150 Years Ago, Amanda Wilson Wrote: January 1-7, 1861

Posted on Sunday, January 2nd, 2011

Cincinnati's Amanda Wilson kept a daily journal during 1861

Amanda Wilson, a 28-year-old Cincinnati woman, chronicled her daily life amid the chaos of the commencement of the Civil War. Excerpts from her 1861 journal will be posted every week, allowing Amanda to join us at our kitchen tables.

For Amanda Wilson’s entire journal, read the book;

Queen City Lady.

January 1 (Tues.):  Kept open house with Minnie[1]. Day fine and spent pleasantly. Had 25 or 30 calls – a small number but select and worthy friends. Evening played whist with Husband, Mr. Bacheldor and Mr. Wright.[2] My side successful. Minnie remained all night.

January 2 (Wed.): Pleasant morning spent in attending to household affairs. Had complimentary tickets loaned to me to see the painting “Heart of the Andes” but it sleeted in the afternoon and having seen it before, I remained at home and formed good resolutions for the New Year. May it be the best of my life. May my friends be spared to me and may God bless them to me. Had a short call in the morning.[3]

January 3 (Thur.): Went with husband to hear the lecture by Miss Hardinge. Very good lecture. Miss H. is engaged in a most worthy and noble cause. I wish her God speed. Subject of lecture, “Signs of the Times.”[4] Made very pretty remarks about our country.

January 4 (Fri.): Papers filled with rumors of war. Great excitement and hard times promised. But in Him who in death all things [are] well, I put my trust. May he bid these angry clouds disperse and restore that peace won by the Independence fathers and instead of Secession, cause this, our glorious Union, to be more closely united in the bonds of love and good will.[5]

[1] Minnie Bradley was Amanda’s younger sister. She was married to William Bradley. The couple lived in Newport, KY, and had three children; Katie, Carrie, and Will.

[2] William’s Cincinnati Directory: City Guide and Business Mirror, for 1861 (C.S. Williams, 1861), p. 47, and 364. Samuel H. Bacheldor was part owner of the company, Bacheldor, DeCamp, and Company, a paper dealer, which was located at 61 Walnut. He resided in Lockland, OH. William Wright was a commission merchant, of Wright and Company, located as 68 W. 3rd St. They were both business associates of Amanda’s husband, Obed Wilson.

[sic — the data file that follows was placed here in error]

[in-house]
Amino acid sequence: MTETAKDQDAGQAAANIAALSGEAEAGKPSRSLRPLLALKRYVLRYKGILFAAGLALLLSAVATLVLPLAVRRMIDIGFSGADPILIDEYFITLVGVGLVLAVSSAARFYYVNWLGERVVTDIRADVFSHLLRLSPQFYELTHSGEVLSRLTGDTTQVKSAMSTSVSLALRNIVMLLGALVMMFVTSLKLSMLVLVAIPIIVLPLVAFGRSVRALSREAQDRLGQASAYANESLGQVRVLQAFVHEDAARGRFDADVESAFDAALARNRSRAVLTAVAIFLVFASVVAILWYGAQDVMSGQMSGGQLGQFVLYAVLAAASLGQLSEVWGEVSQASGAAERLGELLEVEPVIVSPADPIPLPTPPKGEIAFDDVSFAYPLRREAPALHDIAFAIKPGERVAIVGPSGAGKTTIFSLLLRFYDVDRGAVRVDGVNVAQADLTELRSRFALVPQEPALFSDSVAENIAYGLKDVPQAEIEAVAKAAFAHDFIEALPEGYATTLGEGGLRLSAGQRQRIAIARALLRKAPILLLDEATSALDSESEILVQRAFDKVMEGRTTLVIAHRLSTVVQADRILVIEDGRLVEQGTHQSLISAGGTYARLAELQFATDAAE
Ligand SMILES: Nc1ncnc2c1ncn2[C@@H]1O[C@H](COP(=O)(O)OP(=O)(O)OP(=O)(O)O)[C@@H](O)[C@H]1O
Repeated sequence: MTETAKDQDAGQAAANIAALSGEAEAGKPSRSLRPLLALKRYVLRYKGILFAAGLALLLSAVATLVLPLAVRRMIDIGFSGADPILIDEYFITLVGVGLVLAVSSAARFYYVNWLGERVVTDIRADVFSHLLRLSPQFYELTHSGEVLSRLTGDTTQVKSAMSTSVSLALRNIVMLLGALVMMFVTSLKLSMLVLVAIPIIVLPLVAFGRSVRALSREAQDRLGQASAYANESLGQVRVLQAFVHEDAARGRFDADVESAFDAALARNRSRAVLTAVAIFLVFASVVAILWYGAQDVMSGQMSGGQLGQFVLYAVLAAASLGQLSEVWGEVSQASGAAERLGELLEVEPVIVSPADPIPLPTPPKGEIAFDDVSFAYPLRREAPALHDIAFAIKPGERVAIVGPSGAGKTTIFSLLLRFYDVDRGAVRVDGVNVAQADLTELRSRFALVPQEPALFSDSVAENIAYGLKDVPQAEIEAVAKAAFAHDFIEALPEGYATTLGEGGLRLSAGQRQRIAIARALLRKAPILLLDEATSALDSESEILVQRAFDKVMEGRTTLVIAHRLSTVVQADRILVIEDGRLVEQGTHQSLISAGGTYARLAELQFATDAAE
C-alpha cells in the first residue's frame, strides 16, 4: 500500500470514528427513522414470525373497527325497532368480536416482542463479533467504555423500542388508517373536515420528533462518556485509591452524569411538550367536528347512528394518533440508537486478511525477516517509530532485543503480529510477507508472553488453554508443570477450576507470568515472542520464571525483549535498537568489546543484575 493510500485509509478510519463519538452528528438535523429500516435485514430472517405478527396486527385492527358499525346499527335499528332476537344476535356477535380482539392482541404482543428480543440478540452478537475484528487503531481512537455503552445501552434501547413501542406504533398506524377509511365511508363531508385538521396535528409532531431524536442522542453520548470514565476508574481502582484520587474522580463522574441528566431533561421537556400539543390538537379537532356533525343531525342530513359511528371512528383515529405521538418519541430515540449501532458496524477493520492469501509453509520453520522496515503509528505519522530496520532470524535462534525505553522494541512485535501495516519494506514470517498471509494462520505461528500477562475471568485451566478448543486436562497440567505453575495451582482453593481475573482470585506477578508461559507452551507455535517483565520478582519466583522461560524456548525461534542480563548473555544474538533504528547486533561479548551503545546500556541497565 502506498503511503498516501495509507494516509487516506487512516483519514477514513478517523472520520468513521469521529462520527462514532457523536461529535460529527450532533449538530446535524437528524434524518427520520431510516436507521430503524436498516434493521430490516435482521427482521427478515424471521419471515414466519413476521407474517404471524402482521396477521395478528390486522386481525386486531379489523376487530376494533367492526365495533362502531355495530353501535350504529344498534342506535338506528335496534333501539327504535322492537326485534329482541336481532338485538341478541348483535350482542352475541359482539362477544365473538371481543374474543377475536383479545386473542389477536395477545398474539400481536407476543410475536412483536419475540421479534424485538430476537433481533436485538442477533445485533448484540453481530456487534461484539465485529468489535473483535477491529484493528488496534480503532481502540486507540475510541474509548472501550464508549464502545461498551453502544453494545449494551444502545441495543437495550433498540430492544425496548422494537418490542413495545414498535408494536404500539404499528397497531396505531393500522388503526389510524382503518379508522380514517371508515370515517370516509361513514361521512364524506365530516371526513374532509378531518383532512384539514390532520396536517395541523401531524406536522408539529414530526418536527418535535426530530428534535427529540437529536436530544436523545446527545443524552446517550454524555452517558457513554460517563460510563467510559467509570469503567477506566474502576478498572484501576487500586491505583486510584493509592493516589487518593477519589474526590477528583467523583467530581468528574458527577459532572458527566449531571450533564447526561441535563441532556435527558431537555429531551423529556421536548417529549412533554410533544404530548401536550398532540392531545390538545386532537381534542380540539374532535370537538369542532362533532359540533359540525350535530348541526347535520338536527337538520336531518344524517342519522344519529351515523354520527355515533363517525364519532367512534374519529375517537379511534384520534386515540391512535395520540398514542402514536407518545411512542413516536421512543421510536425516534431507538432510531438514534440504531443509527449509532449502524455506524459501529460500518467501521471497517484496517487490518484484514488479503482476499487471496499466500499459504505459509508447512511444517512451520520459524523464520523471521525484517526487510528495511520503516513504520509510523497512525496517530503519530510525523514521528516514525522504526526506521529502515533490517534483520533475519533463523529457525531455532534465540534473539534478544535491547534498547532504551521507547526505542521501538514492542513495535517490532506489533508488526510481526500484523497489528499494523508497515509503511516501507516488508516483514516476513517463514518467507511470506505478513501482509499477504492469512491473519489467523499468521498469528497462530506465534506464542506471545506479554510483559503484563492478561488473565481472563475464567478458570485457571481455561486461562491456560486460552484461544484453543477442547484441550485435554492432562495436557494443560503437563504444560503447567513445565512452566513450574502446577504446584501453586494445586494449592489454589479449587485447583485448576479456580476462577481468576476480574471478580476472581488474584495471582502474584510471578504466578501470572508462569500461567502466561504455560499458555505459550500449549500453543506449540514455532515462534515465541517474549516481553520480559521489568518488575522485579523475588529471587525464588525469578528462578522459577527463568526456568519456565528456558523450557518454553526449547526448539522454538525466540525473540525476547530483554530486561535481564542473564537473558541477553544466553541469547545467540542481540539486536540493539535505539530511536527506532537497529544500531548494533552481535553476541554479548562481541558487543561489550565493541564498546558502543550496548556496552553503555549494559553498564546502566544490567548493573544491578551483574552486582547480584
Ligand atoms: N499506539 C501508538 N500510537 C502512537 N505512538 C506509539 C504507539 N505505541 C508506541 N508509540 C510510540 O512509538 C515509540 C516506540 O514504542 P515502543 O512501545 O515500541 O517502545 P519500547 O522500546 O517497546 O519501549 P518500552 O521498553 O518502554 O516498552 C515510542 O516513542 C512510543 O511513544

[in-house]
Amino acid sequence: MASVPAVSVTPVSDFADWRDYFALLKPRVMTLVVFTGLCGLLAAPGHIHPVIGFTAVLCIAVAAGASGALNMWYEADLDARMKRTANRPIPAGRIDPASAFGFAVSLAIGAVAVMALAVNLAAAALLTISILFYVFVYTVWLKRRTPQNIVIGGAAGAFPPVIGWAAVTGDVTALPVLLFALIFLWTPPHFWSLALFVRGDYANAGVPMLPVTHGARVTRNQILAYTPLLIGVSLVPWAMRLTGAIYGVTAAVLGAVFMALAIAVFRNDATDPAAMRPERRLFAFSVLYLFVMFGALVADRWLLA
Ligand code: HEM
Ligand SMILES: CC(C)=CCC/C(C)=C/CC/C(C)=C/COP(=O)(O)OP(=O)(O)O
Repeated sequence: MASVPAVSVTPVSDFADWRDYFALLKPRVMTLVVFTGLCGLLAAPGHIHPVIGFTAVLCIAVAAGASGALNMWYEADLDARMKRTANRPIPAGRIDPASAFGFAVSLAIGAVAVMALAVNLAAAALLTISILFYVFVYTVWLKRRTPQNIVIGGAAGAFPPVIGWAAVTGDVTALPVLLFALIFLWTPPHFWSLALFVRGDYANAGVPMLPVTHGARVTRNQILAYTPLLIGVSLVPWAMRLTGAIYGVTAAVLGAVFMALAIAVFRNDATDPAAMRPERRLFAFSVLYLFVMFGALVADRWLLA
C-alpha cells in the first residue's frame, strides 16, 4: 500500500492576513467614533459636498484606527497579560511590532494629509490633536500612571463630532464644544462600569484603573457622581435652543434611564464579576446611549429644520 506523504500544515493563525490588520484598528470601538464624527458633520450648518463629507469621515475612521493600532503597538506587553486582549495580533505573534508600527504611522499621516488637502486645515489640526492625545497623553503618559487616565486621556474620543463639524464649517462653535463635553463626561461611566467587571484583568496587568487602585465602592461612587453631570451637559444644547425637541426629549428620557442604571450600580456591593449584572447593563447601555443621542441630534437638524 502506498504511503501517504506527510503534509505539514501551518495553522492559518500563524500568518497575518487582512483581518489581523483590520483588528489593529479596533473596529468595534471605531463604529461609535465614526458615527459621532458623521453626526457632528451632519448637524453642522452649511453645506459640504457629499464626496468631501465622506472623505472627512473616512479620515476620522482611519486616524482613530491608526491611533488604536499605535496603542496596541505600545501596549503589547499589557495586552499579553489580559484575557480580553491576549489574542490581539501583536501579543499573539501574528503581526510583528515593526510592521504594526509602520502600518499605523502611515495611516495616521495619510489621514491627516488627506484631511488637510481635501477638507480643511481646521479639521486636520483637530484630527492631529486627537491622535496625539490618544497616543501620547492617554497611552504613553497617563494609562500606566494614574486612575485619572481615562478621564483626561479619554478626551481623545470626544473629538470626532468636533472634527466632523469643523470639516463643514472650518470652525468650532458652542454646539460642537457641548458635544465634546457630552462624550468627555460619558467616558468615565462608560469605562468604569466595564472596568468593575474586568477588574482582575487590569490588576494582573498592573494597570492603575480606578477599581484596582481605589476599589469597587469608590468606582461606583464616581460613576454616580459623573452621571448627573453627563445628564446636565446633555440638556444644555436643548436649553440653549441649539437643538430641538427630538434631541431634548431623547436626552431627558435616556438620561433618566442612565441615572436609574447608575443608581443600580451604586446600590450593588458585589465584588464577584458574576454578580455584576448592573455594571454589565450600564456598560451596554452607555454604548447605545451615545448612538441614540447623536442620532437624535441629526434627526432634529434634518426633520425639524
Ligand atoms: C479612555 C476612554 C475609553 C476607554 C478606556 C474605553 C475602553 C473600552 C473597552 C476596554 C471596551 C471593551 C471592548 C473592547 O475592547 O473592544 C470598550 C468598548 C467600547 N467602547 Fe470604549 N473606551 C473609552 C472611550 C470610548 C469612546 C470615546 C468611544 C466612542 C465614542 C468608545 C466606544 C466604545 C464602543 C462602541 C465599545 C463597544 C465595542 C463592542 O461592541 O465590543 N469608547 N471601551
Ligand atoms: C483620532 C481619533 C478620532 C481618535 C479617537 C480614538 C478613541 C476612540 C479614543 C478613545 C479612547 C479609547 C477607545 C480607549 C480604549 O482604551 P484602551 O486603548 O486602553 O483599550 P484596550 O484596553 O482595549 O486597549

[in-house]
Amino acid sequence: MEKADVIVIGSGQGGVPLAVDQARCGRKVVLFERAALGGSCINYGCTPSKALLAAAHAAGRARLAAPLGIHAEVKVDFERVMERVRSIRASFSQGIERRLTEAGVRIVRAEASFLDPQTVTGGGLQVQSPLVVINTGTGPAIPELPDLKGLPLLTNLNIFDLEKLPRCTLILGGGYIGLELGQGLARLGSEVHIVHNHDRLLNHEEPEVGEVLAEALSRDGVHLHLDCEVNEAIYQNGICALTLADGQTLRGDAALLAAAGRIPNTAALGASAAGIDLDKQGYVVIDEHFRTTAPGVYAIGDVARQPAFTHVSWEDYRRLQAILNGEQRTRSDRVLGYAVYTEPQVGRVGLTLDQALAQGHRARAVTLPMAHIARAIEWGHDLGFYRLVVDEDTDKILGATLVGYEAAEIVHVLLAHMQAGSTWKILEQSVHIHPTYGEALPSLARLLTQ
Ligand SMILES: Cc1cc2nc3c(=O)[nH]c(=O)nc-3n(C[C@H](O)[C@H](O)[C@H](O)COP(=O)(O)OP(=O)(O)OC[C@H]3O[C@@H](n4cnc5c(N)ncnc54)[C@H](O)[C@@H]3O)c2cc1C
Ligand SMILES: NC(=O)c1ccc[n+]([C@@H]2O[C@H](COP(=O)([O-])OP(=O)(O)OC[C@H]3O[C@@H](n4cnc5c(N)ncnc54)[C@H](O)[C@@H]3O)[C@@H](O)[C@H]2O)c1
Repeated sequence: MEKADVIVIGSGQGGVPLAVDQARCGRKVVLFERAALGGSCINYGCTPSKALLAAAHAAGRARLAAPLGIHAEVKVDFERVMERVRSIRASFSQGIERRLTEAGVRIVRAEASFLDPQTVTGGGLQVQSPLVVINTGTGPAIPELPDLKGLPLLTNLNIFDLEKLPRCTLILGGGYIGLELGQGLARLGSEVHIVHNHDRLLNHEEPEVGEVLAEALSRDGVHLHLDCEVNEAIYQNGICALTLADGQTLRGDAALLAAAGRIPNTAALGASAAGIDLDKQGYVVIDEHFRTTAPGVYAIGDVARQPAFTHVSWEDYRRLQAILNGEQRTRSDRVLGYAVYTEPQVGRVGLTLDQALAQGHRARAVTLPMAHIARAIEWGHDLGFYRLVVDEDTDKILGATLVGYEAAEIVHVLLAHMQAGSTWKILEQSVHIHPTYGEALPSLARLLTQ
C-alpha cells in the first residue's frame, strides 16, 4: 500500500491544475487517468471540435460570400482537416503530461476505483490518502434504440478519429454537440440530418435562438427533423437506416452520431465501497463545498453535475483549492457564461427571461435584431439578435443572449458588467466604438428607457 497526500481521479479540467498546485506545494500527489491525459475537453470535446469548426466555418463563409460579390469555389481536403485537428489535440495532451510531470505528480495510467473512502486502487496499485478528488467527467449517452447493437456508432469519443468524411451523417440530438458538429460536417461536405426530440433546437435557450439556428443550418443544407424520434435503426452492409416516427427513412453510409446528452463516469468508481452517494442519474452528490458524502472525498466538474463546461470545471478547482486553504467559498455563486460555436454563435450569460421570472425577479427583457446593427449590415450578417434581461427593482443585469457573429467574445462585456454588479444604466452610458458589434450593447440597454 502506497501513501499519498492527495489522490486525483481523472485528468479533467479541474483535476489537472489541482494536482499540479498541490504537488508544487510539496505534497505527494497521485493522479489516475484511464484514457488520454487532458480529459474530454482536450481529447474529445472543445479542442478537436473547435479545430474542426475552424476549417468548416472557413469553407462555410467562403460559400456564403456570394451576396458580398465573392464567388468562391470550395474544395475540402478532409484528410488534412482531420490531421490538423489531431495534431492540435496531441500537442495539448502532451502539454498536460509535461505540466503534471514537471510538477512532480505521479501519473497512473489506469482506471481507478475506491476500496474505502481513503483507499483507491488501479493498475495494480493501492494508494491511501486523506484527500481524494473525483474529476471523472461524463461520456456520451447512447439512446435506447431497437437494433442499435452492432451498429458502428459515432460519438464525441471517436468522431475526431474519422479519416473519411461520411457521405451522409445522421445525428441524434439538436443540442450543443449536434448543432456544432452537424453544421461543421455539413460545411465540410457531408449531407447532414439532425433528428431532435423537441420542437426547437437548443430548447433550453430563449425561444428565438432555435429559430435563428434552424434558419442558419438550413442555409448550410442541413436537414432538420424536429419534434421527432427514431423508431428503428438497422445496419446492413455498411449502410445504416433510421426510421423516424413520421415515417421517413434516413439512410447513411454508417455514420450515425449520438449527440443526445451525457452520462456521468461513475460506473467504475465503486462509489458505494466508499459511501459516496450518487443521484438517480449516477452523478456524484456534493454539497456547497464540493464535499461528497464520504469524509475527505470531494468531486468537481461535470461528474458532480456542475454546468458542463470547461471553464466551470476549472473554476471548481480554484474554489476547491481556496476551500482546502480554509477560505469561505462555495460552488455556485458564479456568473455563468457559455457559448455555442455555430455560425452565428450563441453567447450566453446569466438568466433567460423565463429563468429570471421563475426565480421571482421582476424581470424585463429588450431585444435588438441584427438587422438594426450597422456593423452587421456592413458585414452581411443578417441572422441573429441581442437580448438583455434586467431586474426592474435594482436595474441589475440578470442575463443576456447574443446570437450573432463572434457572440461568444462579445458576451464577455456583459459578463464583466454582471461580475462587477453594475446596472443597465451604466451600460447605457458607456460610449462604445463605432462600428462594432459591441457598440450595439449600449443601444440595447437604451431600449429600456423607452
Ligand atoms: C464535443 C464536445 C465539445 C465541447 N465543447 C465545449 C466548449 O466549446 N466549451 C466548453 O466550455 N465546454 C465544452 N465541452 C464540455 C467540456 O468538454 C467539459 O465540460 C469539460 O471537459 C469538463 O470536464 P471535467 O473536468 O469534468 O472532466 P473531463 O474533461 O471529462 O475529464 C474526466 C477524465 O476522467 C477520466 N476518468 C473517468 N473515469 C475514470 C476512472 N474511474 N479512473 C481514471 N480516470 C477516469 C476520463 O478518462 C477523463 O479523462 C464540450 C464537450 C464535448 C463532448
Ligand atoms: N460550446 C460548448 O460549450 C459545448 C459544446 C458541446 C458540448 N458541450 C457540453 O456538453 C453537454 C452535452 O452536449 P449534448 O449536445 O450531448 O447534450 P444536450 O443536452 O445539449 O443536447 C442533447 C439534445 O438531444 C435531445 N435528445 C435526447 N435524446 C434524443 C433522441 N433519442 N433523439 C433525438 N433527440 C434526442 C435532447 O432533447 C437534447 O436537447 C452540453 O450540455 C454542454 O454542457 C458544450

[3] Cincinnati Daily Commercial, 2 Jan. 1861, p.3. The Cincinnati newspaper noted the artwork, The Heart of the Andes, writing, “The exhibition of this magnificent work of art closes today. There will never be another opportunity to see it here, as the picture has been purchased by a private gentleman of New York for his own gallery.

[4] Cincinnati Daily Commercial, 3 Jan. 1861, p.2: The newspaper recorded, “Miss Emma Hardinge, whose earnestness of character and eloquence of expression have enlisted the interest of many of our citizens, will address the public this evening at the Unitarian Church,  … seats are free.”

[5] Cincinnati Daily Commercial, 4 Jan. 1861, p.1. The martial pressures were aptly described in the Cincinnati paper: “It is high time that all conservative men, South as well as North, should look secession in the face and see what it means, and what must be the results.” The paper continued, “The dangers of servile insurrection looms up in frightful proximity to the Southern planters … every branch of the Northern industry must suffer; millions in the free states will be thrown out of employment.” The Commercial stated further, “In the South Carolina convention, on last Monday … three members … declared the Fugitive Slave Law unconstitutional.”

Cincinnati Daily Commercial, 4 Jan. 1861, p.3. The paper noted the move to secede arising in Florida: “A large number of delegates to the [Florida] state convention have arrived here [Tallahassee] … Resolutions will be adopted, declaring the right of Florida to secede.”

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